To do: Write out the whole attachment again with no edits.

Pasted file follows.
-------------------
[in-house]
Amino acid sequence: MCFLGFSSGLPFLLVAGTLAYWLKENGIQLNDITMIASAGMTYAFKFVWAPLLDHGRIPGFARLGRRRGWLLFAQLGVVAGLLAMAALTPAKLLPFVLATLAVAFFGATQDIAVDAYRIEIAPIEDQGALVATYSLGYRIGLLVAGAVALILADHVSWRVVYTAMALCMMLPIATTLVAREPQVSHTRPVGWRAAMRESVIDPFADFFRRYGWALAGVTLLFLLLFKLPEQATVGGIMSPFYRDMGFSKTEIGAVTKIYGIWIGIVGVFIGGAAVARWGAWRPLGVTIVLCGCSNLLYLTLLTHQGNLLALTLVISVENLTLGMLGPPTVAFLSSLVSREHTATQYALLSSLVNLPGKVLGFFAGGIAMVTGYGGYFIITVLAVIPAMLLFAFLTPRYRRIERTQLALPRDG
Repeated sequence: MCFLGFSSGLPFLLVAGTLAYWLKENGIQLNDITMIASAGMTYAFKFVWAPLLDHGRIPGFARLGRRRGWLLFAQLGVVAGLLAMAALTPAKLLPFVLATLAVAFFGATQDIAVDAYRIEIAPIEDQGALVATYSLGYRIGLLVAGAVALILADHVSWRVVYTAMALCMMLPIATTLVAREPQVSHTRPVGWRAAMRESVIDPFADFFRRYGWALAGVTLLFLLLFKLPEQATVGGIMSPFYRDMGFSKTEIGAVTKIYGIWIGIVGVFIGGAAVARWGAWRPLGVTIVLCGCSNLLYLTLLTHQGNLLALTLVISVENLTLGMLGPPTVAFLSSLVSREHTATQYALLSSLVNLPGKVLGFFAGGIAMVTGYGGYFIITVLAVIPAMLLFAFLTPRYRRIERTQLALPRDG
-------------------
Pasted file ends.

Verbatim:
[in-house]
Amino acid sequence: MCFLGFSSGLPFLLVAGTLAYWLKENGIQLNDITMIASAGMTYAFKFVWAPLLDHGRIPGFARLGRRRGWLLFAQLGVVAGLLAMAALTPAKLLPFVLATLAVAFFGATQDIAVDAYRIEIAPIEDQGALVATYSLGYRIGLLVAGAVALILADHVSWRVVYTAMALCMMLPIATTLVAREPQVSHTRPVGWRAAMRESVIDPFADFFRRYGWALAGVTLLFLLLFKLPEQATVGGIMSPFYRDMGFSKTEIGAVTKIYGIWIGIVGVFIGGAAVARWGAWRPLGVTIVLCGCSNLLYLTLLTHQGNLLALTLVISVENLTLGMLGPPTVAFLSSLVSREHTATQYALLSSLVNLPGKVLGFFAGGIAMVTGYGGYFIITVLAVIPAMLLFAFLTPRYRRIERTQLALPRDG
Repeated sequence: MCFLGFSSGLPFLLVAGTLAYWLKENGIQLNDITMIASAGMTYAFKFVWAPLLDHGRIPGFARLGRRRGWLLFAQLGVVAGLLAMAALTPAKLLPFVLATLAVAFFGATQDIAVDAYRIEIAPIEDQGALVATYSLGYRIGLLVAGAVALILADHVSWRVVYTAMALCMMLPIATTLVAREPQVSHTRPVGWRAAMRESVIDPFADFFRRYGWALAGVTLLFLLLFKLPEQATVGGIMSPFYRDMGFSKTEIGAVTKIYGIWIGIVGVFIGGAAVARWGAWRPLGVTIVLCGCSNLLYLTLLTHQGNLLALTLVISVENLTLGMLGPPTVAFLSSLVSREHTATQYALLSSLVNLPGKVLGFFAGGIAMVTGYGGYFIITVLAVIPAMLLFAFLTPRYRRIERTQLALPRDG